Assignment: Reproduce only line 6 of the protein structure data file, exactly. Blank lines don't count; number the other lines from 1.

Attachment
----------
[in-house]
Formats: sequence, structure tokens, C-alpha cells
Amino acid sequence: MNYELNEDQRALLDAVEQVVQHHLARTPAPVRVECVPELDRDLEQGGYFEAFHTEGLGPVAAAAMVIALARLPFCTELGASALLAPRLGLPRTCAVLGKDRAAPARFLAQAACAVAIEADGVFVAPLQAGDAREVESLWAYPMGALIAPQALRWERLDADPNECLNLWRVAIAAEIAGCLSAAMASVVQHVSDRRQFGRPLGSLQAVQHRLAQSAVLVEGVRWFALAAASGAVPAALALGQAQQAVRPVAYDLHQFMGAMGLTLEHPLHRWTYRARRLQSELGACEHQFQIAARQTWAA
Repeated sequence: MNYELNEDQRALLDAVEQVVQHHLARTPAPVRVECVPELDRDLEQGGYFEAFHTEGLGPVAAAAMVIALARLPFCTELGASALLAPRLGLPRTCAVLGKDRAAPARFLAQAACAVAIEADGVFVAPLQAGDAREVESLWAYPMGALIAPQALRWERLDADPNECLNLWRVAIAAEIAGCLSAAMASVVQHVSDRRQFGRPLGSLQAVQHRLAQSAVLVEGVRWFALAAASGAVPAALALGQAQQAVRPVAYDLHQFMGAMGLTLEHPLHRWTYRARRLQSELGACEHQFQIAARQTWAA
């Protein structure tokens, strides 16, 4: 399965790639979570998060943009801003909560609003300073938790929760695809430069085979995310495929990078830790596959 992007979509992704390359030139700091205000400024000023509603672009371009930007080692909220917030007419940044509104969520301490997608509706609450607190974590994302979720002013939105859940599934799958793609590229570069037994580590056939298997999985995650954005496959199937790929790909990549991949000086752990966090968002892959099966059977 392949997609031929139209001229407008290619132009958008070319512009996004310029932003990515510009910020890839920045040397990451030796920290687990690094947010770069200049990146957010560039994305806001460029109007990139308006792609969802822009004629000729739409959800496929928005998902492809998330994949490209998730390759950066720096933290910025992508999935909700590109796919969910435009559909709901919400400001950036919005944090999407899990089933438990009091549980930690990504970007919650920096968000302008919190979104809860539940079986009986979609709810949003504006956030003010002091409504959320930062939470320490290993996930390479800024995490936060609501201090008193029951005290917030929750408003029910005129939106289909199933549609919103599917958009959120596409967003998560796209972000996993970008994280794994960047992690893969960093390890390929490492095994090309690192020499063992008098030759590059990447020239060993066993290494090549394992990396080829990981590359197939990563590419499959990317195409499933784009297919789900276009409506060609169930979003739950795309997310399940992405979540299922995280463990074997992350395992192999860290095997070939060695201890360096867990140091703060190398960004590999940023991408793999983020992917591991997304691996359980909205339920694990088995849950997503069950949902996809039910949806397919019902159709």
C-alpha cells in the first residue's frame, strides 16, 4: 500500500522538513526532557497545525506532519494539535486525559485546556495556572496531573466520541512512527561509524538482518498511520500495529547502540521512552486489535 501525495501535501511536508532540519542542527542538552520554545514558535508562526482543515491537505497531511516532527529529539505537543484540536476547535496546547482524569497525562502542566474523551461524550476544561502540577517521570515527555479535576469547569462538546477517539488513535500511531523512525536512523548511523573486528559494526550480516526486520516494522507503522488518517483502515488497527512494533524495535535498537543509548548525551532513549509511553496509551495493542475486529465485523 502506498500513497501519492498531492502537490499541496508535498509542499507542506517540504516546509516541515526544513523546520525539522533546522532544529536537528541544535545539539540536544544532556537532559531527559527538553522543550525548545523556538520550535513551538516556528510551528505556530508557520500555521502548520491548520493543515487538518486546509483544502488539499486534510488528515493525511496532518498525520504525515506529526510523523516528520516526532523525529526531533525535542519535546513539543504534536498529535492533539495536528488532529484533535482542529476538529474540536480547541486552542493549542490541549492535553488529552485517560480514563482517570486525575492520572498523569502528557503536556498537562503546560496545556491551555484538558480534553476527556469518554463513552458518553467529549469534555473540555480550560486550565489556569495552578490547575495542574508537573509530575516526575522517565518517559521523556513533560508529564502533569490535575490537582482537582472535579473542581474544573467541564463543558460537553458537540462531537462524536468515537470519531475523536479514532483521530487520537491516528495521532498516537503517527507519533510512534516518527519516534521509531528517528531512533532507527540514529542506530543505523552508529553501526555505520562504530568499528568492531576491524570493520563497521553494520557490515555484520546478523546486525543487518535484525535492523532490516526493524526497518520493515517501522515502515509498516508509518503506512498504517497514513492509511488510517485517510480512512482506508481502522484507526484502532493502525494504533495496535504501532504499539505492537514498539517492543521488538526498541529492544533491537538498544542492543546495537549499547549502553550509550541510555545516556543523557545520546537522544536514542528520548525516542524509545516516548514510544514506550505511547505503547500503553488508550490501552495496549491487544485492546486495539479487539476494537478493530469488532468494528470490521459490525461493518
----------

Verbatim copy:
C-alpha cells in the first residue's frame, strides 16, 4: 500500500522538513526532557497545525506532519494539535486525559485546556495556572496531573466520541512512527561509524538482518498511520500495529547502540521512552486489535 501525495501535501511536508532540519542542527542538552520554545514558535508562526482543515491537505497531511516532527529529539505537543484540536476547535496546547482524569497525562502542566474523551461524550476544561502540577517521570515527555479535576469547569462538546477517539488513535500511531523512525536512523548511523573486528559494526550480516526486520516494522507503522488518517483502515488497527512494533524495535535498537543509548548525551532513549509511553496509551495493542475486529465485523 502506498500513497501519492498531492502537490499541496508535498509542499507542506517540504516546509516541515526544513523546520525539522533546522532544529536537528541544535545539539540536544544532556537532559531527559527538553522543550525548545523556538520550535513551538516556528510551528505556530508557520500555521502548520491548520493543515487538518486546509483544502488539499486534510488528515493525511496532518498525520504525515506529526510523523516528520516526532523525529526531533525535542519535546513539543504534536498529535492533539495536528488532529484533535482542529476538529474540536480547541486552542493549542490541549492535553488529552485517560480514563482517570486525575492520572498523569502528557503536556498537562503546560496545556491551555484538558480534553476527556469518554463513552458518553467529549469534555473540555480550560486550565489556569495552578490547575495542574508537573509530575516526575522517565518517559521523556513533560508529564502533569490535575490537582482537582472535579473542581474544573467541564463543558460537553458537540462531537462524536468515537470519531475523536479514532483521530487520537491516528495521532498516537503517527507519533510512534516518527519516534521509531528517528531512533532507527540514529542506530543505523552508529553501526555505520562504530568499528568492531576491524570493520563497521553494520557490515555484520546478523546486525543487518535484525535492523532490516526493524526497518520493515517501522515502515509498516508509518503506512498504517497514513492509511488510517485517510480512512482506508481502522484507526484502532493502525494504533495496535504501532504499539505492537514498539517492543521488538526498541529492544533491537538498544542492543546495537549499547549502553550509550541510555545516556543523557545520546537522544536514542528520548525516542524509545516516548514510544514506550505511547505503547500503553488508550490501552495496549491487544485492546486495539479487539476494537478493530469488532468494528470490521459490525461493518